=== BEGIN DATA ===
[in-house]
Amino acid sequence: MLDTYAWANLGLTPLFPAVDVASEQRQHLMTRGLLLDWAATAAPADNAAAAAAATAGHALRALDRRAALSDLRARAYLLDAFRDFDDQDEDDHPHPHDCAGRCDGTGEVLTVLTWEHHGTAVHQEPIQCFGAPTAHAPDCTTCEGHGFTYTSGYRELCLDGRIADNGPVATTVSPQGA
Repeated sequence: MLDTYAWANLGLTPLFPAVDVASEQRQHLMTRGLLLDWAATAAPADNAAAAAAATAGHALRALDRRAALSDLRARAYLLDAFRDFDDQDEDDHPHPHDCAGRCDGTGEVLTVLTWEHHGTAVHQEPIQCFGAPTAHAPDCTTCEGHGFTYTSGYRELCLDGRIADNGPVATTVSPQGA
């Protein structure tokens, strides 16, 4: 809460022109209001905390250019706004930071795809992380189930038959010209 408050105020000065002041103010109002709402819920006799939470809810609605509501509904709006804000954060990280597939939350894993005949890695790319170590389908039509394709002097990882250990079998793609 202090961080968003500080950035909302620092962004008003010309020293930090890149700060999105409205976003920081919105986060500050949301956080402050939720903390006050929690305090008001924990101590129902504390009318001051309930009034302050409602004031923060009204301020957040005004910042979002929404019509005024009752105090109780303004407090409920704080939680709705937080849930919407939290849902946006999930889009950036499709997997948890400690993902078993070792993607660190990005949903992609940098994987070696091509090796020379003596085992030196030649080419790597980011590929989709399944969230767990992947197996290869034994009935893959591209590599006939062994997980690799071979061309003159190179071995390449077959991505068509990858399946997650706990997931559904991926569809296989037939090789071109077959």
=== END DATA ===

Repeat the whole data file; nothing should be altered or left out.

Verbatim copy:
[in-house]
Amino acid sequence: MLDTYAWANLGLTPLFPAVDVASEQRQHLMTRGLLLDWAATAAPADNAAAAAAATAGHALRALDRRAALSDLRARAYLLDAFRDFDDQDEDDHPHPHDCAGRCDGTGEVLTVLTWEHHGTAVHQEPIQCFGAPTAHAPDCTTCEGHGFTYTSGYRELCLDGRIADNGPVATTVSPQGA
Repeated sequence: MLDTYAWANLGLTPLFPAVDVASEQRQHLMTRGLLLDWAATAAPADNAAAAAAATAGHALRALDRRAALSDLRARAYLLDAFRDFDDQDEDDHPHPHDCAGRCDGTGEVLTVLTWEHHGTAVHQEPIQCFGAPTAHAPDCTTCEGHGFTYTSGYRELCLDGRIADNGPVATTVSPQGA
């Protein structure tokens, strides 16, 4: 809460022109209001905390250019706004930071795809992380189930038959010209 408050105020000065002041103010109002709402819920006799939470809810609605509501509904709006804000954060990280597939939350894993005949890695790319170590389908039509394709002097990882250990079998793609 202090961080968003500080950035909302620092962004008003010309020293930090890149700060999105409205976003920081919105986060500050949301956080402050939720903390006050929690305090008001924990101590129902504390009318001051309930009034302050409602004031923060009204301020957040005004910042979002929404019509005024009752105090109780303004407090409920704080939680709705937080849930919407939290849902946006999930889009950036499709997997948890400690993902078993070792993607660190990005949903992609940098994987070696091509090796020379003596085992030196030649080419790597980011590929989709399944969230767990992947197996290869034994009935893959591209590599006939062994997980690799071979061309003159190179071995390449077959991505068509990858399946997650706990997931559904991926569809296989037939090789071109077959």